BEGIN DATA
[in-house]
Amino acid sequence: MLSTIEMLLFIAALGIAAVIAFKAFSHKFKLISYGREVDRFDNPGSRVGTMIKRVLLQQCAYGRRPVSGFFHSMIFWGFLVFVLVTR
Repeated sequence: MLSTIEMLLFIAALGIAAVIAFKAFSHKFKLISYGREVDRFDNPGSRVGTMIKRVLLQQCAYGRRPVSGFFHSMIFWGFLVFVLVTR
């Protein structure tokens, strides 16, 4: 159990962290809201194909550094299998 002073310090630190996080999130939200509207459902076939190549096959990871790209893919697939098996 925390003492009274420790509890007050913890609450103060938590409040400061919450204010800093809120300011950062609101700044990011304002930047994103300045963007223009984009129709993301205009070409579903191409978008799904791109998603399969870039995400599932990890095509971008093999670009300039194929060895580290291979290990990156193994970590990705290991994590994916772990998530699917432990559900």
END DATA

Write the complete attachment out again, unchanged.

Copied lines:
[in-house]
Amino acid sequence: MLSTIEMLLFIAALGIAAVIAFKAFSHKFKLISYGREVDRFDNPGSRVGTMIKRVLLQQCAYGRRPVSGFFHSMIFWGFLVFVLVTR
Repeated sequence: MLSTIEMLLFIAALGIAAVIAFKAFSHKFKLISYGREVDRFDNPGSRVGTMIKRVLLQQCAYGRRPVSGFFHSMIFWGFLVFVLVTR
């Protein structure tokens, strides 16, 4: 159990962290809201194909550094299998 002073310090630190996080999130939200509207459902076939190549096959990871790209893919697939098996 925390003492009274420790509890007050913890609450103060938590409040400061919450204010800093809120300011950062609101700044990011304002930047994103300045963007223009984009129709993301205009070409579903191409978008799904791109998603399969870039995400599932990890095509971008093999670009300039194929060895580290291979290990990156193994970590990705290991994590994916772990998530699917432990559900």